Herb Flink
Parker Fluid Control Div.
New Britain, Conn.

Engineers are often critical when it comes to solving customer problems. But even after fixing the problem, the engineer's job is only half done. He must still make sure the customer respects his company and will likely do business with it again. He should also make sure the case is reviewed inside his company to prevent future mistakes.

A two-pronged customer-service approach to this situation includes a follow-up program and a lessons-learned review. Follow-up programs get companies back on track with customers, make sure there are no additional problems, and even open the door to new business. Back inside the company, lessonslearned reviews keep employees at all levels up to date on best practices and potential problems. Companies of any size can effectively use these two programs.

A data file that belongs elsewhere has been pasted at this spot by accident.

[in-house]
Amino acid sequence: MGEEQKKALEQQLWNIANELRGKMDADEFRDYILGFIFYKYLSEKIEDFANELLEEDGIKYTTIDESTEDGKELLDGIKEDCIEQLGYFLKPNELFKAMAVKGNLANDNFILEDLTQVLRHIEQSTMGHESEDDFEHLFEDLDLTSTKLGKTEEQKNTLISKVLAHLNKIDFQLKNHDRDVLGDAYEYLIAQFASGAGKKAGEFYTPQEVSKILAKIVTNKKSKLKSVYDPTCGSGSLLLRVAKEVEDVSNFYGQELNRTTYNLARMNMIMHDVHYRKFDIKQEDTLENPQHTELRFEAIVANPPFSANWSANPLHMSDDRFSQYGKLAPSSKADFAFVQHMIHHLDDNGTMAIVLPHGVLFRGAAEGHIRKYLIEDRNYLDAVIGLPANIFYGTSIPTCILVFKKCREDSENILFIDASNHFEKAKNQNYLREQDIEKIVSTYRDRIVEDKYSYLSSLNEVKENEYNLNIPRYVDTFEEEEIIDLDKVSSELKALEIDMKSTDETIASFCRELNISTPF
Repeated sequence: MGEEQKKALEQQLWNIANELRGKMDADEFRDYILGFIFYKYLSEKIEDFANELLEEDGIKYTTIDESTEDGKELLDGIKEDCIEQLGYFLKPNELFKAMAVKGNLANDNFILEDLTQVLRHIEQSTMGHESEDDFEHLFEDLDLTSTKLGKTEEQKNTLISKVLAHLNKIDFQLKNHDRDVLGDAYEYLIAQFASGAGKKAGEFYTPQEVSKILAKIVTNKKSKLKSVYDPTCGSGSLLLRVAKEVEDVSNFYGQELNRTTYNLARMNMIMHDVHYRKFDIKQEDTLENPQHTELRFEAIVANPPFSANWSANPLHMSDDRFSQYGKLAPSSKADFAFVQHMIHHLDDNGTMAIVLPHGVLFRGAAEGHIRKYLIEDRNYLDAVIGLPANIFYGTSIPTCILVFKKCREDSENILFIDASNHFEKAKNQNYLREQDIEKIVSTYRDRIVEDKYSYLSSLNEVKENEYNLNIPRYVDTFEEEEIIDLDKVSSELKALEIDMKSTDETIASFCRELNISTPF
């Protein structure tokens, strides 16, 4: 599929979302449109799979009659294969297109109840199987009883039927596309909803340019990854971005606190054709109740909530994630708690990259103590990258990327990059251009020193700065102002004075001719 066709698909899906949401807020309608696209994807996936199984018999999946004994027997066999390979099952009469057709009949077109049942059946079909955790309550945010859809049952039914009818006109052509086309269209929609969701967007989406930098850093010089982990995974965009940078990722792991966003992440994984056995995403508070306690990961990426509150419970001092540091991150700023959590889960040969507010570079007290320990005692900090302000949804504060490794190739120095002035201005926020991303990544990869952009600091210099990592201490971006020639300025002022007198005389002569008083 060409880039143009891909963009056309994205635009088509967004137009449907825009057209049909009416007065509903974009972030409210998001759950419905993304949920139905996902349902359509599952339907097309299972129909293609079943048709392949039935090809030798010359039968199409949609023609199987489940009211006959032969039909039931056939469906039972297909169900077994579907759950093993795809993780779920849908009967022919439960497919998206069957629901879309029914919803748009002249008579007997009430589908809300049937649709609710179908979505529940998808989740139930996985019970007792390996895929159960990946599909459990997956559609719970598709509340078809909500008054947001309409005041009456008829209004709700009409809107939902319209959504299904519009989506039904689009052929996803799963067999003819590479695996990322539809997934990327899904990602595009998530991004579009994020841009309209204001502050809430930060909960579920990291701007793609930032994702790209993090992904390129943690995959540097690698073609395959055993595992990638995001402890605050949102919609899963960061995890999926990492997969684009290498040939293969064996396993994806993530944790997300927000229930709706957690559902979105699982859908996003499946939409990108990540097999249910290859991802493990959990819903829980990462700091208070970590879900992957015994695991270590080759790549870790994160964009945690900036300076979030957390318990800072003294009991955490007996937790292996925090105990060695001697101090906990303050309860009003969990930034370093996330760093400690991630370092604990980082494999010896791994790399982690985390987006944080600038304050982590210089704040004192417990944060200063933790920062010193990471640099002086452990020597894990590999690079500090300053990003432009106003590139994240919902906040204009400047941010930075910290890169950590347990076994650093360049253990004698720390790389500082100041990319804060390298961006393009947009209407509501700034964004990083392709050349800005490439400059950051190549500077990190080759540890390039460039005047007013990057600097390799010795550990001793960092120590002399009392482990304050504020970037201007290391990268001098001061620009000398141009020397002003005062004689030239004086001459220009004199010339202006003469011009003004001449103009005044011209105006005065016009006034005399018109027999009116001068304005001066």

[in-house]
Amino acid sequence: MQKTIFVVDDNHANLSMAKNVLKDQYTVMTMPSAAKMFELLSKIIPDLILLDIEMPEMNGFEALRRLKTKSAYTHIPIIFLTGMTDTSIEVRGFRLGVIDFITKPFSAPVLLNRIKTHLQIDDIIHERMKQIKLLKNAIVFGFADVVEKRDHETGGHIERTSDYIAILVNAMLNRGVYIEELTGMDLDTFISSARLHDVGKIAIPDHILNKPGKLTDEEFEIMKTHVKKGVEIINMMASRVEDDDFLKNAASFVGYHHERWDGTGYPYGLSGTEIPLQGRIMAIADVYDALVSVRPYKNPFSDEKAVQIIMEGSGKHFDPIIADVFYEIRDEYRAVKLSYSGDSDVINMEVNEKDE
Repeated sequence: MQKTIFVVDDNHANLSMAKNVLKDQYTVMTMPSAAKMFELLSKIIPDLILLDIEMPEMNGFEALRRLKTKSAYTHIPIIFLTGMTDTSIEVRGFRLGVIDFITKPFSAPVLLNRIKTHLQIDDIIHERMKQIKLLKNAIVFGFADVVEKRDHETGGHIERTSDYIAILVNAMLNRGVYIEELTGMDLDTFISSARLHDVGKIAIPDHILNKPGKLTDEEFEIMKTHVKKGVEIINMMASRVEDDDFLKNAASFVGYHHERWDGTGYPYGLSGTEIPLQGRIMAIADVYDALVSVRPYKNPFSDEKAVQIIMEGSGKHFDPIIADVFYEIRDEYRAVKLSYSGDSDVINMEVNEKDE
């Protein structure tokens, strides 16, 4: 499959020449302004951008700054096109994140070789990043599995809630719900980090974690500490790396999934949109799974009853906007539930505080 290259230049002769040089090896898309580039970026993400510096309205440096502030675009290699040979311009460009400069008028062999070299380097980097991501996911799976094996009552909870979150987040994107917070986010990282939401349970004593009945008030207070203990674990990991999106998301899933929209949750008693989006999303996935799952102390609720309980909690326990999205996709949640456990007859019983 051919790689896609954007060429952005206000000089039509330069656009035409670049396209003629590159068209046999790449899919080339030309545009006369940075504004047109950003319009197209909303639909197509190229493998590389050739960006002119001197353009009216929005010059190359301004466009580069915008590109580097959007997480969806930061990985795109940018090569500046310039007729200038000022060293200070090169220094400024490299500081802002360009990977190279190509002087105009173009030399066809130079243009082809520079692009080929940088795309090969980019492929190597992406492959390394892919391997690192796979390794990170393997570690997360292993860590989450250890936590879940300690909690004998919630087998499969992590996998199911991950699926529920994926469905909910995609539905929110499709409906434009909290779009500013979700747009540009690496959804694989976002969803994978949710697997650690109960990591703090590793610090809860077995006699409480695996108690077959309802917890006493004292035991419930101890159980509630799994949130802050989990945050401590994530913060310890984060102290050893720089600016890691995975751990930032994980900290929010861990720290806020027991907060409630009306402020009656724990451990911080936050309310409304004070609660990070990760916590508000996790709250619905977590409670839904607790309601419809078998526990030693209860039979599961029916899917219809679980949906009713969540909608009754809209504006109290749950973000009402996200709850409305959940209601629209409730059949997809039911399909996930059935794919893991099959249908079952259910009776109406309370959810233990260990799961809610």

Customer service means different things to different people, but it is generally agreed that it revolves around keeping customers 100% satisfied during and after a sale. The myth is that the customer-service department is solely responsible for it.

Yes, the idea and department share a name. But responsibility for action does not end with customer-service personnel. Everyone who comes in contact with customers, from executive assistant to engineer to order processor, plays a role in delivering customer service.

Because customer service is not confined to a single department, it is essential to instruct employees on how to work with customers. This training can be formal, in the form of prescribed procedures and requirements to which employees are trained upon first entering the company. And informal training can take the form of educational memos, e-mails, or brown-bag lunches with a team to brainstorm best practices. And although engineers may have the technical knowledge customers will desperately need, this training is just as important for engineers as building their technical skills.